Raising life

"Was your child asleep?" I ask the slightly drawn figure beside me in the pub. "Oh, no," he smiles, "I slipped away before all that started." Neighbouring heads nod in conspiratorial agreement. Fed and bathed, yes, but not yet in cot. That's how we have left our babies for this dads' night out.

Not that we neglect them. But 7.30pm on a Sunday is a great time for a drink. You feel entitled, having been up since dawn to catch Teletubbies. There's time to enjoy a guilt-free evening and still be tucked up well before the first cry of the night. Bottles of Chimay all round, at pounds 3 a slug. Why not? If you don't do this often, you deserve the best that Belgian monks can brew.

We're recalling when we last met up. "Summer," I say. "No, no, April," says another. April. Hmmm. Some of our partners, particularly those not back at work, meet weekly, chatting in front rooms, trying to stop the children sticking their fingers in electric sockets. So we know a little, albeit secondhand, about each other's children - illnesses, whether they can walk, which nursery they attend. But there hasn't been much chance, apart from first birthday parties, for the men to get to know one another personally. When we're at home, at night or at weekends, the nuclear family tends to close in on itself.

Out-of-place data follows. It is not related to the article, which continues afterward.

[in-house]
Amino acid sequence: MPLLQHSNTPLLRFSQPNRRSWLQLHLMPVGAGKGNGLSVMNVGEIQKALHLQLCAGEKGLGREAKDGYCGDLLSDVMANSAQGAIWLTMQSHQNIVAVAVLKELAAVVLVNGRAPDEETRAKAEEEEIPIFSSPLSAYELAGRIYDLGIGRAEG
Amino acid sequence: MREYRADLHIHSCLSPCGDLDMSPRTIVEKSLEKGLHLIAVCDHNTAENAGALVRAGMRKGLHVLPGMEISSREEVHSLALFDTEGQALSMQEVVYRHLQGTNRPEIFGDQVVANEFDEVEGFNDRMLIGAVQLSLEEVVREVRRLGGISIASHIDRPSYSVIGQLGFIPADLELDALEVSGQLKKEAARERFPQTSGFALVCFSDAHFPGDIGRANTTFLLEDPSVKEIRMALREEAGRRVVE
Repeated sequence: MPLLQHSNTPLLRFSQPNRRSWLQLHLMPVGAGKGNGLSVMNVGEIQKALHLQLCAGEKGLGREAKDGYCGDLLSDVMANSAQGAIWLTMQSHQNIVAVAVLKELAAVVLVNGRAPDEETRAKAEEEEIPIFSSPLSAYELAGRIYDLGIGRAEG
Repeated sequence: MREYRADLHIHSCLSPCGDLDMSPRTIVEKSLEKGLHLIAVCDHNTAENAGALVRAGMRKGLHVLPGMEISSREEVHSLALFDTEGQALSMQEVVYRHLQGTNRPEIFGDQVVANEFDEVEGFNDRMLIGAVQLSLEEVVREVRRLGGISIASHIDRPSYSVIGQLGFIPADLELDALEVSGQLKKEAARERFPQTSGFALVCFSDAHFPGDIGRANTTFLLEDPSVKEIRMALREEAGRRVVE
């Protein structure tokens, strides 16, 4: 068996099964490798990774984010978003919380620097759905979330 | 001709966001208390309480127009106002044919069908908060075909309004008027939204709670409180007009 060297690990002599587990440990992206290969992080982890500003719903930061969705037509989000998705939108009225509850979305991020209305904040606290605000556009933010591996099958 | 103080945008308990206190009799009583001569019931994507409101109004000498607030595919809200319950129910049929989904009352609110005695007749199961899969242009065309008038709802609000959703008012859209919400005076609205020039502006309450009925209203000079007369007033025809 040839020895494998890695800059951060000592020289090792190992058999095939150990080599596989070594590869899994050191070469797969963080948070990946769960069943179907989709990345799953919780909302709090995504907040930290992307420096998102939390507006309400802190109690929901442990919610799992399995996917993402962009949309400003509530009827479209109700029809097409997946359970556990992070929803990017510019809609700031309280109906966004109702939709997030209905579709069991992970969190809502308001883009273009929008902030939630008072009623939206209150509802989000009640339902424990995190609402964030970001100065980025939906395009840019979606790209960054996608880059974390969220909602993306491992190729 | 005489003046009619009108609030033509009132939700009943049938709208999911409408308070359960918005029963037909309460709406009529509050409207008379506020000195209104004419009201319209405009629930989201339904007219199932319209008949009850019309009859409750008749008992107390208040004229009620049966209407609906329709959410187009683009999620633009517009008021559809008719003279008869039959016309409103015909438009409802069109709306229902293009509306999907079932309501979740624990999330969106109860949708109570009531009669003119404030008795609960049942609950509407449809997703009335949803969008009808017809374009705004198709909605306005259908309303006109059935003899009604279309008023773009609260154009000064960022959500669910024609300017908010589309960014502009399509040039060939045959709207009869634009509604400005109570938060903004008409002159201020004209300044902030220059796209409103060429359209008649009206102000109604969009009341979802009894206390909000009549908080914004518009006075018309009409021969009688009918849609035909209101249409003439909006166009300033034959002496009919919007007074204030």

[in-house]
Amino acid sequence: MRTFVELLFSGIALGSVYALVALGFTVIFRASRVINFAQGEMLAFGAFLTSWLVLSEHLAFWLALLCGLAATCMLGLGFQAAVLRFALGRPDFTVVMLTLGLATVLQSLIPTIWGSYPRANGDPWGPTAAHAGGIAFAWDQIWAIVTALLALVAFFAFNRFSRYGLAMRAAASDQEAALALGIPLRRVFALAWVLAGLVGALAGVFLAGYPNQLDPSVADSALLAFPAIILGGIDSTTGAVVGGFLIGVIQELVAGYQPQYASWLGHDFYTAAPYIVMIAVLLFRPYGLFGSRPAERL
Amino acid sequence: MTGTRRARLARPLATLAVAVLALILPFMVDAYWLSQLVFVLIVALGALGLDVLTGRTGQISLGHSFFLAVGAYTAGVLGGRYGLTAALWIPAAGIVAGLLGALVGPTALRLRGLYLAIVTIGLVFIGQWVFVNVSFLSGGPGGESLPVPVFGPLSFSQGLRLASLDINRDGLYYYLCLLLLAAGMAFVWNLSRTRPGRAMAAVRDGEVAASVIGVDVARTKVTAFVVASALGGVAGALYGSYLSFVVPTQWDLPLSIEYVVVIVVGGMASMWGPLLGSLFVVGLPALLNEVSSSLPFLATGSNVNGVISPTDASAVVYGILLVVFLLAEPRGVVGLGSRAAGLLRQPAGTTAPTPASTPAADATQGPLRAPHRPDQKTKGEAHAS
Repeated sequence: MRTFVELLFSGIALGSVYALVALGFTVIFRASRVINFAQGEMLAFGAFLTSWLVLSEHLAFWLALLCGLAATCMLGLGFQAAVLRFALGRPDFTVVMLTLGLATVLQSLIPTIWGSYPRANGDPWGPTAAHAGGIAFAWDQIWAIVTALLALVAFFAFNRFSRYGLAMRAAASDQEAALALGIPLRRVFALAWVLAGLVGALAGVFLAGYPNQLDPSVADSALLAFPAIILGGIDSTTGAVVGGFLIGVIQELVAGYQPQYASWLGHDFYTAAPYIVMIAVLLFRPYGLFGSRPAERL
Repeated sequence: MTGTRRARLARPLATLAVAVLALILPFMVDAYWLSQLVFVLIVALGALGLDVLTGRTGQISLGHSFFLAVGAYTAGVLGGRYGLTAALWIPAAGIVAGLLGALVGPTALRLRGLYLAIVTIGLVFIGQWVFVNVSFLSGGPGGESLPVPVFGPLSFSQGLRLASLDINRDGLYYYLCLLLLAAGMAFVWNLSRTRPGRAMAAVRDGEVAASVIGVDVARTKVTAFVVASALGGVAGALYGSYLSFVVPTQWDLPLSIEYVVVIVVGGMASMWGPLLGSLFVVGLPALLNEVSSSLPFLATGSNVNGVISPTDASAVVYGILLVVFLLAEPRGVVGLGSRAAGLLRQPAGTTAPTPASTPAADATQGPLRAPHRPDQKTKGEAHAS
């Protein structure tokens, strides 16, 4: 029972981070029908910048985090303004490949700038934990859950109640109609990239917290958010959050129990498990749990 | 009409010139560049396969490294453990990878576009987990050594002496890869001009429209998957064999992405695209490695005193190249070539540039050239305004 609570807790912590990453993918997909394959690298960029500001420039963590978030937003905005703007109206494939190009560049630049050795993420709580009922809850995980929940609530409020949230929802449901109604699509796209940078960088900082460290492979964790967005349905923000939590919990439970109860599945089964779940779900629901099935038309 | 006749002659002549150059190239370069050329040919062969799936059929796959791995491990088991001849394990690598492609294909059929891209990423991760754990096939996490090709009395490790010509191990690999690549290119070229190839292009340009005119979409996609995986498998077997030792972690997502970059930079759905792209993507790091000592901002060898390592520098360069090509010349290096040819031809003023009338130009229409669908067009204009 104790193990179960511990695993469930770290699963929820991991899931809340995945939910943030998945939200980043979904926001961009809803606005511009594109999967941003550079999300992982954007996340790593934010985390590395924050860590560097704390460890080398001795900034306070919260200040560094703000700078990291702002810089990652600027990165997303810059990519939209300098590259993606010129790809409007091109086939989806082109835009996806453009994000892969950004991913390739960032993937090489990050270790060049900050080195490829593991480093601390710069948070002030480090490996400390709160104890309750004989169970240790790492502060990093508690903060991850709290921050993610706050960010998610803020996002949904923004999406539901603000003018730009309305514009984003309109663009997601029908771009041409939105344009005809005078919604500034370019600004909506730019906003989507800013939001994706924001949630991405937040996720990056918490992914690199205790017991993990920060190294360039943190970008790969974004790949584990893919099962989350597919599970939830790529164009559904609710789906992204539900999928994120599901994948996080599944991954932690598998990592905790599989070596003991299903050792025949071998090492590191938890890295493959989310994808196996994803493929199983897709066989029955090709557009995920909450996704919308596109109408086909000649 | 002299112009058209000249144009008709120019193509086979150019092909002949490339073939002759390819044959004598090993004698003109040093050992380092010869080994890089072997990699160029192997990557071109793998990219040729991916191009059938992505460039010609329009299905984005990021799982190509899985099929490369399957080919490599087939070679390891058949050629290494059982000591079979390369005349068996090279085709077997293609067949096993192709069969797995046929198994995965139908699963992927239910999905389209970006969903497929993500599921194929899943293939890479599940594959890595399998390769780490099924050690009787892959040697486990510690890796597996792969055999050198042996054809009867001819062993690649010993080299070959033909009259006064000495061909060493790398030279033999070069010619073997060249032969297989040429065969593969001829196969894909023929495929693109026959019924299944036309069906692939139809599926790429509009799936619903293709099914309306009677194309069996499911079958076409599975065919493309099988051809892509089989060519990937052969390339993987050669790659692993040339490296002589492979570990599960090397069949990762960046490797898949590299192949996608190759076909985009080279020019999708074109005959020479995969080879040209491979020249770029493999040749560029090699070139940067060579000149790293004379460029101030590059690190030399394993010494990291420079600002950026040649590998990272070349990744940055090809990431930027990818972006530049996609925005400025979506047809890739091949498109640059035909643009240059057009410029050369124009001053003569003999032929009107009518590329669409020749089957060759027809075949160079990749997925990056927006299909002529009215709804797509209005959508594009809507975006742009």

So we're thirsting to talk, eager to check out the commonality of our experiences. Pre-parenthood, we might have discussed work, football, music, women. Not now. There is only one subject. Whose baby is doing what. Who has checked out schools: state and private. It's partly competitive, partly reassuring. It seems sad we can't praise each other's kids in the way the mothers do. We don't know the children well enough.

"So how often do you go out together as a couple?" someone asks tentatively. "Once a fortnight," comes a confident reply. Several looks of stoical resignation. We continue chatting. "You mean you've hardly ever been out together, on your own, in over a year?" queries one father. Embarrassed silence. Sympathetic murmurings. We move on.

I'm recalling the first time the five of us met. We were standing on all fours in a living-room, attending a pre-birth class. "Imagine you have a pencil in your anus," declared a woman towering above us. "You're writing your name with it." We did it willingly, to understand what our partners faced. We so wanted to do the right thing.

And now, we seem just as willing, but still green about what comes next. "Let's meet again soon," we agree, as we peel off into the night. "April?" "No, let's make it March."

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